Dillon Ranger District plans over 10 wildfire mitigation projects in and around Summit County | SummitDaily.com
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Dillon Ranger District plans over 10 wildfire mitigation projects in and around Summit County

None of these projects are expected to close any trails

U.S. Forest Service crews burn piles of timber in White River National Forest on Thursday, Jan. 28. The Dillon Ranger District has plans to execute over 10 wildfire mitigation projects in and around Summit County, some of which include planting trees and thinning out dead vegetation.
Elaine Collins/Courtesy image

Though spring hasn’t sprung just yet in Summit County, the Dillon Ranger District is preparing for warmer weather and the upcoming wildfire season. Just as it’s compiled a list of recreation projects to maintain some of the county’s beloved trails, it’s also planning to execute over 10 wildfire mitigation projects, most of which will begin in June and last through October.

Though many of these large-scale projects will be carried out by Dillon Ranger District staff and its partnership with the Colorado Forest Service, Kathleen Gray, fuels planner for the district, said that community members can get involved with some of the smaller projects the Friends of the Dillon Ranger District assists with.

Individuals can also join a meeting at noon on Wednesday, April 20 at the Summit County and Community Senior Center in Frisco where the Forest Health Task Force will discuss volunteer opportunities for some forest health projects too. More information about the meeting can be found on the group’s website at ForestHealthTaskForce.org.



Regardless of what projects community members decide to help with, Gray said that all of the work is vital to the safety of the community.

“The goal of all of our fuels reduction work here on the Dillon Ranger District is to create strategic fuel breaks where firefighters can safely and effectively engage in suppression activities, and we’ve had a few examples of the success of our efforts over the last few years,” Gray said.



One of those was in 2018 when the Buffalo Fire broke out near the Mesa Cortina and Wildernest neighborhoods. Gray said the U.S. Forest Service had created some of these fire breaks years before and these breaks helped firefighters prevent its spread.

Of the major projects to be launched this upcoming season, some of the most notable ones include planting trees where the Peak 2 and Buffalo Fires were; thinning and maintaining past treatments in the North Barton, Frey Gulch, Ophir and Heaton Bay areas; and continued fuel reduction work in the Peak 7 neighborhood.

Though none of this work is expected to close any trails, Gray said some trail users might experience delays up to 30 minutes.

Planting trees

“We have to follow national directives that after five years, if a wildfire or a past treatment hasn’t naturally regenerated due to a fire — like maybe there was more heat in that area that destroyed the seedbed or a treatment happened on a rockier slope that the trees didn’t naturally regenerate — we have to go in and plant some trees,” Gray said.

Gray said this measure helps remedy forest health by improving soil, wildlife habitat and carbon sequestration.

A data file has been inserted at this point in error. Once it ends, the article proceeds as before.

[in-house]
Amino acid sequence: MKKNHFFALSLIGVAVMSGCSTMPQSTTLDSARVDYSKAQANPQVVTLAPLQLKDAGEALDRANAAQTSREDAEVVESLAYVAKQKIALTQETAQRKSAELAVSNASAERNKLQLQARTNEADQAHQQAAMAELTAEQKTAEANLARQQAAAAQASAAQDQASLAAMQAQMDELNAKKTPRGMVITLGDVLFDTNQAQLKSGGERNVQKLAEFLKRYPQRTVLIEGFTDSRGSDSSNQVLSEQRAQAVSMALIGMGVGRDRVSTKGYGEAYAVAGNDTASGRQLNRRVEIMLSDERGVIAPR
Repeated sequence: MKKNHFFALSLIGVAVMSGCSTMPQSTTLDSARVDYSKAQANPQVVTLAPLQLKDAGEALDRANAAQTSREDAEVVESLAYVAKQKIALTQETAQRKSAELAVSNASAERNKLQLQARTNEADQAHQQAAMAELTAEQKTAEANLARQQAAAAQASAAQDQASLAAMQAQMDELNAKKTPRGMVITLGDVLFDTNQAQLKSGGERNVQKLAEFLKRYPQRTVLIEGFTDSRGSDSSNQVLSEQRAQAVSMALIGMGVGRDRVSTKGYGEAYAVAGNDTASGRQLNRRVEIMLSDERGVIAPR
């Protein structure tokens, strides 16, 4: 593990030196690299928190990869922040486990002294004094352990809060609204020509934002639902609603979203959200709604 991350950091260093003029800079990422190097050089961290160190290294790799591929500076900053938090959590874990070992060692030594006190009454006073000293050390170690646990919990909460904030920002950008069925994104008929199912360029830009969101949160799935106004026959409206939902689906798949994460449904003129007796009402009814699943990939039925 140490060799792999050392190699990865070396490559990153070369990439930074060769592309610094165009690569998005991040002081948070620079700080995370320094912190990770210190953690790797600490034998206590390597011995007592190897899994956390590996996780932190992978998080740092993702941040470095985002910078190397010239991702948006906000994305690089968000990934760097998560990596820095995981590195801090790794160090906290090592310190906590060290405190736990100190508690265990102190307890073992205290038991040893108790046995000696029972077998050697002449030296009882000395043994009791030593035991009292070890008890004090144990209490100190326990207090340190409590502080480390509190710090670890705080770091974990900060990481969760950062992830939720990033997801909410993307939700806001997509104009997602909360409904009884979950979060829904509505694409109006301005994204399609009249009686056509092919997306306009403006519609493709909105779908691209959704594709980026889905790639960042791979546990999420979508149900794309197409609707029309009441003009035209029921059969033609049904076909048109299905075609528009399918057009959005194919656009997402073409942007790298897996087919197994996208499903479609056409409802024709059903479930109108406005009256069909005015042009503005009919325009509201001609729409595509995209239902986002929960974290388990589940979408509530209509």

About 120 acres will receive this kind of treatment, and the areas the district plans to focus on include the Buffalo Fire scar, the Peak 2 Fire scar and previous work on Ophir Mountain, which saw a fire in 2005.

Tree thinning and maintenance

Dusty Calfee, engine captain for the Dillon Ranger District, noted that an important part of forest health and wildlife mitigation requires thinning out some of the dead vegetation that helps a fire spread quickly.

“In the wildland fire environment, the fuel is typically any natural material growing in high density,” Calfee said. “All fuel, all organic matter, is combustible so it’s all fuel in a sense but we want to focus on the highest densities and concentrations. In Summit County, that would be lodgepole pine forests, particularly where heavy dead and down component exists, and then heavy concentrations of brush (and) tall grasses.”

Up to 500 acres will receive this kind of treatment. This treatment is scheduled for areas including North Barton Gulch near Breckenridge, Frey Gulch near Keystone and Ophir Mountain and Heaton Bay near Frisco.

Fuels reduction work in Peak 7 neighborhood

Gray said that this work is going to build upon measures that’s already been completed in the Peak 7 neighborhood in past years. Like many projects, this one is supported through funding from Summit County’s Strong Future Fund as well as from Denver Water and The Nature Conservancy.

Other wildfire mitigation projects scheduled for this season


A crew executes a fuels reduction project above the Wellington neighborhood in Breckenridge. The wildfire mitigation project is one of the many that the Dillon Ranger District executes each year. | Ashley Garrison/Colorado State Forest Service

• Tree thinning in Dillon Reservoir campgrounds

• Peabody Placer fuels reduction

• White Cloud fuels reduction

• Frisco Water Treatment Plant and the 10 Mile Trail fuels reduction

• Blue River fuels reduction

• Harrigan fuels and forest health

• Indiana Gulch fuels and forest health project

• Invasive plant eradication across Summit County


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